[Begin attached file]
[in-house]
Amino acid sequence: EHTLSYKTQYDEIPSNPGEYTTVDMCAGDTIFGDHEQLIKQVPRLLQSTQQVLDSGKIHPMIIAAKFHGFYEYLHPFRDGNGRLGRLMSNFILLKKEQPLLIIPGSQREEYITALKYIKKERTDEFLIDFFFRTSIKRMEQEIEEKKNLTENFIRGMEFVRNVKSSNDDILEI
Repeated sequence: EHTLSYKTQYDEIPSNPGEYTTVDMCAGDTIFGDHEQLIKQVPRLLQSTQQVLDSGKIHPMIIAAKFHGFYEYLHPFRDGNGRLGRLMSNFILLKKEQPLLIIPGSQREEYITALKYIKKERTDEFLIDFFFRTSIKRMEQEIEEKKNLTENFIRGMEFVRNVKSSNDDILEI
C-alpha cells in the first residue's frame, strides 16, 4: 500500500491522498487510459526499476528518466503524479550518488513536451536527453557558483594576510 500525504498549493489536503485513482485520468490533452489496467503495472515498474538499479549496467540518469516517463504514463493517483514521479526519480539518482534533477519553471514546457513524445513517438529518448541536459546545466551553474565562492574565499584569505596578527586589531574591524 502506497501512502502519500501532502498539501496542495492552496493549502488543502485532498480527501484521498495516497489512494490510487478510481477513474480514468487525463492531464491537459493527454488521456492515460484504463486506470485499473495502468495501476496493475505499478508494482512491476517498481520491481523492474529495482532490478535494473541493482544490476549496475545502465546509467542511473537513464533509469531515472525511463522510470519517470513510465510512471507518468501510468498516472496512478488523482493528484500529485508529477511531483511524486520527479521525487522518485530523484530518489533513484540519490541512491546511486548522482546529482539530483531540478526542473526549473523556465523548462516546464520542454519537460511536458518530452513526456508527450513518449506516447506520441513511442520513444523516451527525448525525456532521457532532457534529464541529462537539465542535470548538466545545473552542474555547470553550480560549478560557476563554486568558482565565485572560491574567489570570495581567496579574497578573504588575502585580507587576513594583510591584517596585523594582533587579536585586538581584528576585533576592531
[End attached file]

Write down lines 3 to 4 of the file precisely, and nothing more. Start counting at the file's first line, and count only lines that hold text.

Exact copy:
Repeated sequence: EHTLSYKTQYDEIPSNPGEYTTVDMCAGDTIFGDHEQLIKQVPRLLQSTQQVLDSGKIHPMIIAAKFHGFYEYLHPFRDGNGRLGRLMSNFILLKKEQPLLIIPGSQREEYITALKYIKKERTDEFLIDFFFRTSIKRMEQEIEEKKNLTENFIRGMEFVRNVKSSNDDILEI
C-alpha cells in the first residue's frame, strides 16, 4: 500500500491522498487510459526499476528518466503524479550518488513536451536527453557558483594576510 500525504498549493489536503485513482485520468490533452489496467503495472515498474538499479549496467540518469516517463504514463493517483514521479526519480539518482534533477519553471514546457513524445513517438529518448541536459546545466551553474565562492574565499584569505596578527586589531574591524 502506497501512502502519500501532502498539501496542495492552496493549502488543502485532498480527501484521498495516497489512494490510487478510481477513474480514468487525463492531464491537459493527454488521456492515460484504463486506470485499473495502468495501476496493475505499478508494482512491476517498481520491481523492474529495482532490478535494473541493482544490476549496475545502465546509467542511473537513464533509469531515472525511463522510470519517470513510465510512471507518468501510468498516472496512478488523482493528484500529485508529477511531483511524486520527479521525487522518485530523484530518489533513484540519490541512491546511486548522482546529482539530483531540478526542473526549473523556465523548462516546464520542454519537460511536458518530452513526456508527450513518449506516447506520441513511442520513444523516451527525448525525456532521457532532457534529464541529462537539465542535470548538466545545473552542474555547470553550480560549478560557476563554486568558482565565485572560491574567489570570495581567496579574497578573504588575502585580507587576513594583510591584517596585523594582533587579536585586538581584528576585533576592531